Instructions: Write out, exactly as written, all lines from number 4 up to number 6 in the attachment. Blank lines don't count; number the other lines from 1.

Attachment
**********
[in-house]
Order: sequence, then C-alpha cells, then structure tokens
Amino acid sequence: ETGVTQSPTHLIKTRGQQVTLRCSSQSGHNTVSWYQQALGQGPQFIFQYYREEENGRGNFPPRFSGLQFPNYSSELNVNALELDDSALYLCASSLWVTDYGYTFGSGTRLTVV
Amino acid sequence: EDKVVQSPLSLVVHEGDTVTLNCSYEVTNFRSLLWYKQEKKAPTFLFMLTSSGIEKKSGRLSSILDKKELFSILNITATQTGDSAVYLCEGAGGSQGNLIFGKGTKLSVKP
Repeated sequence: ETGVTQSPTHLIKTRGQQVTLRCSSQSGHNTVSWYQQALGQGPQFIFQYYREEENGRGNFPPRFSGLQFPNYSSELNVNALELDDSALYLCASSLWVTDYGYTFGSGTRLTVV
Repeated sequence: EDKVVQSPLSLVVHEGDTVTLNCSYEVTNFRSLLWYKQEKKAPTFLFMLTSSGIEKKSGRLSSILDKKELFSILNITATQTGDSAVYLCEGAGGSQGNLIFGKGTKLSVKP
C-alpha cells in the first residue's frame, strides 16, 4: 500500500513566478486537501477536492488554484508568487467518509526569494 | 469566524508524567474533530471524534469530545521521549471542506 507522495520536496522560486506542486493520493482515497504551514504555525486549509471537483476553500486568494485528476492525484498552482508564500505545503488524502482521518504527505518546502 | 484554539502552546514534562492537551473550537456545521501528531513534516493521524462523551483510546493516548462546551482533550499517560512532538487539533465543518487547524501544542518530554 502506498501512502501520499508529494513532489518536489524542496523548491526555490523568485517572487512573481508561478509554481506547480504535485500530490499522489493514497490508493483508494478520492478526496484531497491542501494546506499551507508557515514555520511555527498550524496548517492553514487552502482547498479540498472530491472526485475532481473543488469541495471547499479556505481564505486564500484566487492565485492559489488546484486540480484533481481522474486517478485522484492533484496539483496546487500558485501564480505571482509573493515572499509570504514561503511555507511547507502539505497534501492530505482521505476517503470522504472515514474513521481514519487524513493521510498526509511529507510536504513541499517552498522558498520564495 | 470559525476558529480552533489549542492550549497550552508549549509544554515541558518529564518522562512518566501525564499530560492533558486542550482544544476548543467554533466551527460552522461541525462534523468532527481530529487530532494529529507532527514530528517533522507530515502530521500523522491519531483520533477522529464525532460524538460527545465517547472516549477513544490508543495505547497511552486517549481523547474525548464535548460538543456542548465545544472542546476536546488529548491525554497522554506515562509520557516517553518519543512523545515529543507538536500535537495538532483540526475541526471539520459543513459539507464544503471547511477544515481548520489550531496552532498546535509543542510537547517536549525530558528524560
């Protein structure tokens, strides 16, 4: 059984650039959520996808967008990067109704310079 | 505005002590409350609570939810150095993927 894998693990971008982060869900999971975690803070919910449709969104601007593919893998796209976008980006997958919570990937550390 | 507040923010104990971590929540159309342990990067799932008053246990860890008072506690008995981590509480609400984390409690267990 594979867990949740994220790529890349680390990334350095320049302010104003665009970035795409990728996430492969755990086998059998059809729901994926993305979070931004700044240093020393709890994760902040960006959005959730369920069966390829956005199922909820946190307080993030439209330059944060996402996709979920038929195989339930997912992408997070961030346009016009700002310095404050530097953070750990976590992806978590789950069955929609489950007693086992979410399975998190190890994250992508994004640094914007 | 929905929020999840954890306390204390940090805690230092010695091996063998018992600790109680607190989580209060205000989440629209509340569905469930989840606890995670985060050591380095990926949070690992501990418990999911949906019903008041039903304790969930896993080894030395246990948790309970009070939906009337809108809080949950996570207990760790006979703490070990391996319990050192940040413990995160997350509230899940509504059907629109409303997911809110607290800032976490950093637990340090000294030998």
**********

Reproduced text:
Amino acid sequence: EDKVVQSPLSLVVHEGDTVTLNCSYEVTNFRSLLWYKQEKKAPTFLFMLTSSGIEKKSGRLSSILDKKELFSILNITATQTGDSAVYLCEGAGGSQGNLIFGKGTKLSVKP
Repeated sequence: ETGVTQSPTHLIKTRGQQVTLRCSSQSGHNTVSWYQQALGQGPQFIFQYYREEENGRGNFPPRFSGLQFPNYSSELNVNALELDDSALYLCASSLWVTDYGYTFGSGTRLTVV
Repeated sequence: EDKVVQSPLSLVVHEGDTVTLNCSYEVTNFRSLLWYKQEKKAPTFLFMLTSSGIEKKSGRLSSILDKKELFSILNITATQTGDSAVYLCEGAGGSQGNLIFGKGTKLSVKP